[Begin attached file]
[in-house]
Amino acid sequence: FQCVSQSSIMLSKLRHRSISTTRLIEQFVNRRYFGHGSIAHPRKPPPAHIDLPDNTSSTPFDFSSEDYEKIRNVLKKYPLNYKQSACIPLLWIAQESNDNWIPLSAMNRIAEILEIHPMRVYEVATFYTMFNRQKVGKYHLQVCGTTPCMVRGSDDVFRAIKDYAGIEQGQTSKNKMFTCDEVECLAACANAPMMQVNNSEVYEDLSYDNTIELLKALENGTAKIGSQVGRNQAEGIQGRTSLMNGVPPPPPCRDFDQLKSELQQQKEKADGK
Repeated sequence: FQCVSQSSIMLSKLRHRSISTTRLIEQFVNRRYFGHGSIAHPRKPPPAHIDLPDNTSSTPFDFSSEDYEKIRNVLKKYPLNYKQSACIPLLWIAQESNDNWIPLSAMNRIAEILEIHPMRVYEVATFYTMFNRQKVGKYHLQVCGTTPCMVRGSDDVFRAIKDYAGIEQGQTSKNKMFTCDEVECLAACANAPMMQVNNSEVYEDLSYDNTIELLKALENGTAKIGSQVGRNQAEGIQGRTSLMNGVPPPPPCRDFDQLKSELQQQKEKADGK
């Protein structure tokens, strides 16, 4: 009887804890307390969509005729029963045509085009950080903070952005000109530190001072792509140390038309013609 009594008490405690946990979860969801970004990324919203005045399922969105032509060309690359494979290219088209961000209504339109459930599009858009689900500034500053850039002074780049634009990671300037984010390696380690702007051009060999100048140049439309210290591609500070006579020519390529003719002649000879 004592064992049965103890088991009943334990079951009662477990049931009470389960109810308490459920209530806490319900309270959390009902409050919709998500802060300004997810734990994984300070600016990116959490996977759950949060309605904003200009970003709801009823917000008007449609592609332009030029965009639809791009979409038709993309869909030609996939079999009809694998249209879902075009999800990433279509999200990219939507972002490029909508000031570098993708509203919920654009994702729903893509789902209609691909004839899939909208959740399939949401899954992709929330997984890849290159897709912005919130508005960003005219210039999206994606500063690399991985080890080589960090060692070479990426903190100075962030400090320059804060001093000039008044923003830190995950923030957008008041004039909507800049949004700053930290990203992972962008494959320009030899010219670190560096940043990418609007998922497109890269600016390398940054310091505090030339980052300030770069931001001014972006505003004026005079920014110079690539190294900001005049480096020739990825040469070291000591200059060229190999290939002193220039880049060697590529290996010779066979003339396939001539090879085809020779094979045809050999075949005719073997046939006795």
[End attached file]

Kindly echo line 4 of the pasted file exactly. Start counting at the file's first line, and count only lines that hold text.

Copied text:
């Protein structure tokens, strides 16, 4: 009887804890307390969509005729029963045509085009950080903070952005000109530190001072792509140390038309013609 009594008490405690946990979860969801970004990324919203005045399922969105032509060309690359494979290219088209961000209504339109459930599009858009689900500034500053850039002074780049634009990671300037984010390696380690702007051009060999100048140049439309210290591609500070006579020519390529003719002649000879 004592064992049965103890088991009943334990079951009662477990049931009470389960109810308490459920209530806490319900309270959390009902409050919709998500802060300004997810734990994984300070600016990116959490996977759950949060309605904003200009970003709801009823917000008007449609592609332009030029965009639809791009979409038709993309869909030609996939079999009809694998249209879902075009999800990433279509999200990219939507972002490029909508000031570098993708509203919920654009994702729903893509789902209609691909004839899939909208959740399939949401899954992709929330997984890849290159897709912005919130508005960003005219210039999206994606500063690399991985080890080589960090060692070479990426903190100075962030400090320059804060001093000039008044923003830190995950923030957008008041004039909507800049949004700053930290990203992972962008494959320009030899010219670190560096940043990418609007998922497109890269600016390398940054310091505090030339980052300030770069931001001014972006505003004026005079920014110079690539190294900001005049480096020739990825040469070291000591200059060229190999290939002193220039880049060697590529290996010779066979003339396939001539090879085809020779094979045809050999075949005719073997046939006795």